QN: Tell us about your previous puppetry experience - how have those experiences informed your work on Passion Play?
PK: I have been a puppet designer for the past 5 years, but had previously trained in props design. For my BA in Theatre, I concentrated in set design and stage management. Puppetry did not enter my life until my junior year at the University of Maryland. At the time, UMD had a Henson Grant [as in, Jim Henson] that brought in professional puppeteers to teach a winter course once a year. I took Steven Kaplan's class, where I was introduced to shadow puppetry and to my artistic partner in crime, Matt Reckeweg, who a year later co-founded Pointless Theatre with me. We realized in that class that puppetry was a brilliant combination of painting, sculpture, design, and engaging movement. It was a challenging, endless area of study that seemed to bring the most variety of options to explore storytelling. For the past five years, with Pointless, we have been able to find a group of people that can indulge in this study of form and style, and in the childish yet provocative imagination puppetry can offer. This collaborative mentality very much informed my work on Passion Play. I've work with Michael Dove many times and there is a sense of common vocabulary we establish to talk through ideas. He had a clear image of what those fish represented in the script, and it was my job to visualize and construct them accordingly. Puppetry is uniquely dependent on performers to bring them to life. The best puppetry has to take into account performance as much as it does aesthetics.BC: We've done a good bit of stylized puppet work at Synetic over the years, though it's not our main focus. I had the pleasure of working on Imagination's BFG a while last year [their remount is playing now] and got to witness some very effective puppet work, while having to engineer a lot of "human puppeteering" (actor manipulation of other actors). The most influential work has to have been my work with Synetic -- a lot of learning about how lines and shapes interact with symbols and bodies and minds onstage to create meaning. [Ben's work on BFG earned him one of his six 2015 HHA nominations, that one for Outstanding Choreography in a Play in the HAYES category.]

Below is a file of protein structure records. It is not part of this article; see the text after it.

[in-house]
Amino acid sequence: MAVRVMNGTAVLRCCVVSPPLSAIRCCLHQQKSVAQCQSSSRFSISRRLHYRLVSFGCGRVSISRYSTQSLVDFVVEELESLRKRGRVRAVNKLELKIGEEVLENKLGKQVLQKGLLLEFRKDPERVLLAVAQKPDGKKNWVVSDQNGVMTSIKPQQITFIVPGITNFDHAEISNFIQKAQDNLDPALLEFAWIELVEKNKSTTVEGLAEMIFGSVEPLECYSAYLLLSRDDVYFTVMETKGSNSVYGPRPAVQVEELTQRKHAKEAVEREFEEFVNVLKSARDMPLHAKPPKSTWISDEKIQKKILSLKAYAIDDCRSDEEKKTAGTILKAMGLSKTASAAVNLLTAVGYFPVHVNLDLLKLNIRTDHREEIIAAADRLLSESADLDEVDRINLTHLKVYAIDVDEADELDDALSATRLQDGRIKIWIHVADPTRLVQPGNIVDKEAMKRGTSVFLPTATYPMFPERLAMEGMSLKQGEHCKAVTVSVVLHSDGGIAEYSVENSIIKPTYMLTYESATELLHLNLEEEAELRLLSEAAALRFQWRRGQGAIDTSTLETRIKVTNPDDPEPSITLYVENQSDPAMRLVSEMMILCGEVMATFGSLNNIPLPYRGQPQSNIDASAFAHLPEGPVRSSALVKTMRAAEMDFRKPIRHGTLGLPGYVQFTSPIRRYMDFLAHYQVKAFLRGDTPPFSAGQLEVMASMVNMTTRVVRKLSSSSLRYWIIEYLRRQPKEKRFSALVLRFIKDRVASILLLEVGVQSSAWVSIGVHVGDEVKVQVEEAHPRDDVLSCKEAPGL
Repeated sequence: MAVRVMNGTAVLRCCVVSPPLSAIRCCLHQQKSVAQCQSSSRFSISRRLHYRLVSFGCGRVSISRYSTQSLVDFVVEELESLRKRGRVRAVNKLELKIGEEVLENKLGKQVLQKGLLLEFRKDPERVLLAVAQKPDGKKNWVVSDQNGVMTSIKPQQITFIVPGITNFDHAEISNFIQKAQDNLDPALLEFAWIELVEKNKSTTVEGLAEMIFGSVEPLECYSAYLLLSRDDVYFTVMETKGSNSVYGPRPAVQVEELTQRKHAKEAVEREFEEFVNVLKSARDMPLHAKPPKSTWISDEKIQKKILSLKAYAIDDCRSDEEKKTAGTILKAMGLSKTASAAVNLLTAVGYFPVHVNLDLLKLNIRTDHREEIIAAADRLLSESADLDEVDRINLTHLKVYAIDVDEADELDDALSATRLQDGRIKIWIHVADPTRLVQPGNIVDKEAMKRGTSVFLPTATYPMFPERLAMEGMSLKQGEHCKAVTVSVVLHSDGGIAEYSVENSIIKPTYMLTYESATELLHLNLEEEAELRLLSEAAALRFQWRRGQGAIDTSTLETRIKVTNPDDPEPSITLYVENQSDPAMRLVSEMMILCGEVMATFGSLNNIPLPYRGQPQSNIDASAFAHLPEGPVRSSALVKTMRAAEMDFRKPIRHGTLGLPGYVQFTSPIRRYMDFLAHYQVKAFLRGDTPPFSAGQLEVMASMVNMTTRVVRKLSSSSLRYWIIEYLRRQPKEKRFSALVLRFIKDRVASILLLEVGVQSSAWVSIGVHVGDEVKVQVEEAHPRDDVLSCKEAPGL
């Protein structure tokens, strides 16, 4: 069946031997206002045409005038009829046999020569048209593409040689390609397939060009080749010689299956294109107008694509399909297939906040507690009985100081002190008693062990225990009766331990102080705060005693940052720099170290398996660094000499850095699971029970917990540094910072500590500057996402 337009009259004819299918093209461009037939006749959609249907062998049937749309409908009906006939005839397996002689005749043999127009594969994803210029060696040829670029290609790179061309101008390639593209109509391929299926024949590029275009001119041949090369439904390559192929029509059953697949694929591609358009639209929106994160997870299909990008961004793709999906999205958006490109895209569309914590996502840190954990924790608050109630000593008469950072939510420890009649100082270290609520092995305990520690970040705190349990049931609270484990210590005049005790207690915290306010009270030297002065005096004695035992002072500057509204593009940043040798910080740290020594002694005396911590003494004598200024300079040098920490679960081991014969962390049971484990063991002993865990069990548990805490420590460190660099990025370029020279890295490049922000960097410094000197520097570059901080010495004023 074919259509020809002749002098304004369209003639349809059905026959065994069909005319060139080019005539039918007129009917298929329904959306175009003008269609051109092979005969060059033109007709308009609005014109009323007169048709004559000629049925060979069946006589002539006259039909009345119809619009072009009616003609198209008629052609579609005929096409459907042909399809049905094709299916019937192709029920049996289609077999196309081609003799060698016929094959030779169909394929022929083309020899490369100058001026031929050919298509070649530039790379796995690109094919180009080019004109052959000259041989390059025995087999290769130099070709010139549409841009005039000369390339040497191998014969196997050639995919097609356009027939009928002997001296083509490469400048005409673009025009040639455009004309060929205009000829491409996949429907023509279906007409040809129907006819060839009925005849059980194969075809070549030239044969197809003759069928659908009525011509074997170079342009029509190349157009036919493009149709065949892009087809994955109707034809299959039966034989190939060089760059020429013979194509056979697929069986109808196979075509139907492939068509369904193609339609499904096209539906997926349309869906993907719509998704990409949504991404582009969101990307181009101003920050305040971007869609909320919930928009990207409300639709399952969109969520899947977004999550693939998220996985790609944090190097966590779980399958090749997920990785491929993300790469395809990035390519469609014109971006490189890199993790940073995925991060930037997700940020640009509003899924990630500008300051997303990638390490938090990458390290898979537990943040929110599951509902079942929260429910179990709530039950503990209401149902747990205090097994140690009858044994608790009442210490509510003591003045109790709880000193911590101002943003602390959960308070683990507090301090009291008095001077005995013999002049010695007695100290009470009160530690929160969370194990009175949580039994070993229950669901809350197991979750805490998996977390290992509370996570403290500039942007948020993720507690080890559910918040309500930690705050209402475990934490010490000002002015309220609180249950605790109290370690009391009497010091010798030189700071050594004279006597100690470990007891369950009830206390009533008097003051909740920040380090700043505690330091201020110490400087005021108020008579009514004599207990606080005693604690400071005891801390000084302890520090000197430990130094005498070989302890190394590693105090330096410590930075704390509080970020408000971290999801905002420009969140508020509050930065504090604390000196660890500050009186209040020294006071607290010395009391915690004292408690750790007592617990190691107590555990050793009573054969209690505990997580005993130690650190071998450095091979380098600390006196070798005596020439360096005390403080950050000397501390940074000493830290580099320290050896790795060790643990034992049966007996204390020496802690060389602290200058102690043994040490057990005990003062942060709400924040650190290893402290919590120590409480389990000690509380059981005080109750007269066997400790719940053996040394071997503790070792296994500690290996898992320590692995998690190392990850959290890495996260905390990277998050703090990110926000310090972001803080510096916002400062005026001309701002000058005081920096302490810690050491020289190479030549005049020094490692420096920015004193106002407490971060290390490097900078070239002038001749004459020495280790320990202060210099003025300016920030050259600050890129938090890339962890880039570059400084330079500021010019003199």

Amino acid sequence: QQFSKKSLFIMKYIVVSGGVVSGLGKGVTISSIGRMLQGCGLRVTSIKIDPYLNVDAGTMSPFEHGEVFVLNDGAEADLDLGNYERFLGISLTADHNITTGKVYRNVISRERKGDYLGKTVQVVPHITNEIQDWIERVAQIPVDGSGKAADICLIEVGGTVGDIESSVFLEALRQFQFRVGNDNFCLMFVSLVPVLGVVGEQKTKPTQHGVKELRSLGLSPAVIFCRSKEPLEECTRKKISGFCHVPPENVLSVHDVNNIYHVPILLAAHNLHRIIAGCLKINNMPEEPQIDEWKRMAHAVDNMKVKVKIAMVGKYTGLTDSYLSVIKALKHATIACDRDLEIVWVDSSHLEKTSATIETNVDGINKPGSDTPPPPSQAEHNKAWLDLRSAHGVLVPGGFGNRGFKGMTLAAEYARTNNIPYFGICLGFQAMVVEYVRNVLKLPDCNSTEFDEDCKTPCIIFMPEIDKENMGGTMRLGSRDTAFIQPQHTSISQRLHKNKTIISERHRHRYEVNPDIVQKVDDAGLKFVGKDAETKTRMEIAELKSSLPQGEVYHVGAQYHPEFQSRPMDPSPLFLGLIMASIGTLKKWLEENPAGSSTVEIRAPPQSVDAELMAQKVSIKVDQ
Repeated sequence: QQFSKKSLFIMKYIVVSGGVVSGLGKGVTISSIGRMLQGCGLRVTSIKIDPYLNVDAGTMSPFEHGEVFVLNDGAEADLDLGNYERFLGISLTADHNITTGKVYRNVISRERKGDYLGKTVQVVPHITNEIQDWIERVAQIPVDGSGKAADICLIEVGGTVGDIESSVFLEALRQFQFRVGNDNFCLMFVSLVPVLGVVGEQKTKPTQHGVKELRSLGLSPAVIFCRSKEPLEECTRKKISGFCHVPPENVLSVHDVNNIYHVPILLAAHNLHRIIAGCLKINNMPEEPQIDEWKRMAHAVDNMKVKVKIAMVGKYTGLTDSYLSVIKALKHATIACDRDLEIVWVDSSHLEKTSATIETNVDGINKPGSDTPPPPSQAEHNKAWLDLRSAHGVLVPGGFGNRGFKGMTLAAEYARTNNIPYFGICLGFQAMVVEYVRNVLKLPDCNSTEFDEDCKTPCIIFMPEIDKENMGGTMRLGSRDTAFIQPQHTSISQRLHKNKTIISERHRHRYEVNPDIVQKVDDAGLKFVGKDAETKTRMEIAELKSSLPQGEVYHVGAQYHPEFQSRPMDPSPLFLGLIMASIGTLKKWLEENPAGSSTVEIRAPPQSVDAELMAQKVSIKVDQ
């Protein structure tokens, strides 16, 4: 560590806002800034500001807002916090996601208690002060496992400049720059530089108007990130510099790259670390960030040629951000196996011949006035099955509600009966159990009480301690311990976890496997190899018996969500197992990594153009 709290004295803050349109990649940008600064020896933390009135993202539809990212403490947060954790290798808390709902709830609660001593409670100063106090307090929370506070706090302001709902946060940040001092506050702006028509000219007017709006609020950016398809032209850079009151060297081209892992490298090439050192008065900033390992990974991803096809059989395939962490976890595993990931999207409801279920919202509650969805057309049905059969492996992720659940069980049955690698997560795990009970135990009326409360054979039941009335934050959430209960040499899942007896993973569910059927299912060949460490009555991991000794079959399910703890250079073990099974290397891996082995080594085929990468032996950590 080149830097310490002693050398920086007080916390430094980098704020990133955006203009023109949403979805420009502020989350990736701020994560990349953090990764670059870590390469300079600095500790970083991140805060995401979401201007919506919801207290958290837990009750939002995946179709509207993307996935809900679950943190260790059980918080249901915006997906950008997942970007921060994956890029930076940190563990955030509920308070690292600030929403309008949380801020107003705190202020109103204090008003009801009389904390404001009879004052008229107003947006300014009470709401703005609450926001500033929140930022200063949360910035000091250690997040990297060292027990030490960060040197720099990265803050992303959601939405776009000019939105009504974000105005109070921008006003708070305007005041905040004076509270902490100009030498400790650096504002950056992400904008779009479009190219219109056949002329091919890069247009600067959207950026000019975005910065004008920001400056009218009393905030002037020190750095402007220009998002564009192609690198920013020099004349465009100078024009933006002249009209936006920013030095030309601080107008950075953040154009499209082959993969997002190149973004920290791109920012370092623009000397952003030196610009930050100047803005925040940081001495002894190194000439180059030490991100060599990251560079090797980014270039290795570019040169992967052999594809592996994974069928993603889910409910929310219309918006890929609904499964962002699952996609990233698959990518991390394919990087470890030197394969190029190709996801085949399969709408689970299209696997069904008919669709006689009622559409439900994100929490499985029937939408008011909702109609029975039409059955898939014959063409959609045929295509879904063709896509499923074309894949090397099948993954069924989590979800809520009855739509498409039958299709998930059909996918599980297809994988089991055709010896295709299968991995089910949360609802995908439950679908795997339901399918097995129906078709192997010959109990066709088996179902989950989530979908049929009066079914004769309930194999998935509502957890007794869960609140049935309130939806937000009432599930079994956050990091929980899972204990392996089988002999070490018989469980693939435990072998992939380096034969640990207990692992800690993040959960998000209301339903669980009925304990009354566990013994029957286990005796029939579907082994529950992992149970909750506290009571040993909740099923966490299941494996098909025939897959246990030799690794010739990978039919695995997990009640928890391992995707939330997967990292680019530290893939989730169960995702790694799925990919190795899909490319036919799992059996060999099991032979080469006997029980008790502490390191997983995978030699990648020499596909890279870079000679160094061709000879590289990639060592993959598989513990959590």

BC: It didn't change much, though the switch from a school of living fish to a parade of dead fish was a small switch for my mind. To me, it was always about not just the fish themselves but how their presence places us underwater, trying to get a sense of switching Pontius from a stage to a sea floor.
PK: I imagined giant silver fish that flopped around the stage, morbidly gliding. What happened next is that we began to quickly embrace the DIY aesthetic written into Passion Play. There was a clear use of the "meta-theatre" experience that Ruhl incorporates into the script. The outer layer of the story revolves around a troupe of actors putting on a show, the Biblical passion play. Those actors play characters within their characters. The scenery is the visceral environment of a working theatre. Tools are out, and paint cans cover the scaffolding. Costumes and props are repurposed and materials like canvas, metal and wood are presented as exposed raw materials that progress the story and heighten relationships between characters. For these reasons the fish were made out of canvas - to mimic the materials on Gabriel's wings and the sails on boats. They have a large red slit on their bellies and are sometimes carried as carcasses, almost reminiscent of coffins. They have just enough movement in their satin fins to glisten and suggest a ghostly swim. This conceptual change came out of a need for compromise between the fantasy world of giant dead fish puppets and the other more grounded elements of the show.